Macaroni and cheese is a nearly universally beloved dish, but one on which chefs and other food enthusiasts often fiercely differ. We all have our own favorite combination of pasta, cheese and mix-ins. Luckily there are fantastic varieties out there to suit nearly anyone’s tastes. If you’re interested in pursuing an education at an accredited culinary arts school, you’ll master the techniques necessary to make a truly remarkable version of this comfort food classic. But first, you need to know what goes into some of the best and gooiest bowls:
What makes an exceptional mac and cheese?
Just as everyone has their own favorite mac and cheese, opinions differ widely on the best way to prepare the dish. For instance, Epicurious notes that many chefs strive to spruce up the meal by making the cheese sauce with creative choices like fontina, Gruyere, Brie or Gouda. However, editor Rhoda Boone insisted that only extra-sharp cheddar, with perhaps a nutty touch of Parmesan, can properly capture the classic flavor.
“Everyone has their favorite mac and cheese.”
Most directions call for getting that mac and cheese pleasantly creamy and consistent by mixing a bechamel, one of the French mother sauces. The white sauce requires combining butter and flour to make a roux and then gradually pouring in warm milk. On the other hand, The Kitchn suggested that the roux is not essential. If you’re in a hurry, the sauce will still thicken if you mix in a bit of flour with milk.
Then there’s the question of toppings and mix-ins. Baking the pasta with a breadcrumb topping, often panko, gives it a delightful crust. However, many recipes, like one from Martha Stewart Everyday, keep the noodles on the stovetop and skip the crunchy topping altogether. Further, you may enjoy a wide range of extras, opting to add bacon, peas, mushrooms, onions, broccoli or peppers. Still, some purists prefer to stick to the basics.
The best macaronis around
Whatever kind of macaroni is your favorite, there are plenty of chefs making this time-honored meeting of cheese sauce and pasta their own. Their creative variations and mastery of technique may give you inspiration for your own professional cooking or just a great family dinner.
For old-school taste that will leave you fully satisfied, you can’t go wrong ordering a bowl of baked four-cheese macaroni at Fat Willy’s Rib Shack in Chicago.”Check, Please!” shared the barbecue joint’s recipe, which includes a pound of penne rigate and plenty of fontina, cheddar, Romano and Parmesan cheese. While it may be billed as a starter, this delicious pasta will finish all but the heartiest of appetites.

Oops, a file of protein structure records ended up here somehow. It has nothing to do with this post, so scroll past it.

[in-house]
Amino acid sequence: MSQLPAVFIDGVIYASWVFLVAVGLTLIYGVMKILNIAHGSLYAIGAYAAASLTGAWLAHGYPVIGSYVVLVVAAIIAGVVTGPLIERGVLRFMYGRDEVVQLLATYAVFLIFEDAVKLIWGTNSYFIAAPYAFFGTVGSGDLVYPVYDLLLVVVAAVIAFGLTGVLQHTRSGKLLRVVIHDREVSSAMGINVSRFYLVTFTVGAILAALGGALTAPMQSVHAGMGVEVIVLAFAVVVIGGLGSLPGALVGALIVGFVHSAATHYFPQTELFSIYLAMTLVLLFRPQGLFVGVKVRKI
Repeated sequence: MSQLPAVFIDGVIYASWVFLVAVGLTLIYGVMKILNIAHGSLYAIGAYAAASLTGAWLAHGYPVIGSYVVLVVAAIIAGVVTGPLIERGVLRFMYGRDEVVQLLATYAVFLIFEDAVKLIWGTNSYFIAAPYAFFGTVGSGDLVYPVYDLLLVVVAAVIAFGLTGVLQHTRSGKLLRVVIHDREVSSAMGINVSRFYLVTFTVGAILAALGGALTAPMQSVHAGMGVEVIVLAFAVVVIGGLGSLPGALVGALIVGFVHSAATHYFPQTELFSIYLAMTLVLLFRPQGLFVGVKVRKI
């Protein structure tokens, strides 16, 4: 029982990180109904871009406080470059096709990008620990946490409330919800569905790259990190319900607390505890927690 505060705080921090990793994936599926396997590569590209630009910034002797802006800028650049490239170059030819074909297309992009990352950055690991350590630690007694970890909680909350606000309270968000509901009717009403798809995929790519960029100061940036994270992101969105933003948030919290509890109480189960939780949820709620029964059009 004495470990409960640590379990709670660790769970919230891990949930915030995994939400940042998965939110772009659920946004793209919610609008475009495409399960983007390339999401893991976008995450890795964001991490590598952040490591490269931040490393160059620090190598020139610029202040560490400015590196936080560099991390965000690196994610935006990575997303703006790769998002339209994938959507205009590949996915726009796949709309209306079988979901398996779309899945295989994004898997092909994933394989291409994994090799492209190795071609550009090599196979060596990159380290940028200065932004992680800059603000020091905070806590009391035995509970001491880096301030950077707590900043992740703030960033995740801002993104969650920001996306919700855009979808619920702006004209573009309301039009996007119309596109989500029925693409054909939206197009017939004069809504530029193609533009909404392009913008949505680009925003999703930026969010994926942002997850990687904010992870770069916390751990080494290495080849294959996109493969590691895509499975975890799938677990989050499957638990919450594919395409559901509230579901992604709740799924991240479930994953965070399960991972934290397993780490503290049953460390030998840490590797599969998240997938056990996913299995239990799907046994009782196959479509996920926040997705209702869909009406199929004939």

For something less conventional, you might try chef Marcus Samuelsson’s mac and greens at New York City’s Red Rooster. As the name implies, this is one macaroni that’s heavy on the veggies. According to Serious Eats, it features Parmesan, Gruyere and cheddar, but also bacon, bok choy and braised collard greens.
With locations in both Arlington and Alexandria, Virginia, Cheesetique‘s specialty is offering an alluring array of cheeses for sale and the wines to match. Those who sit in the dining room can enjoy a decadent meal that pairs elbow macaroni with goat’s milk Gouda, Asiago and the Italian sheep’s milk cheese, Cacio de Roma. The bowl is topped off by bread crumbs flavored with truffle oil. Food & Wine declared this dish among the best offerings in the country. And if you prefer seafood with your pasta, this establishment has you covered with a lobster mac that includes fontina, tarragon and a few drops of sherry.
Earning a culinary certificate comes with learning skills like preparing the French mother sauces and thoughtfully layering complementary tastes and flavors. These abilities will serve you well when you set out to craft your own idea of the greatest macaroni and cheese ever made.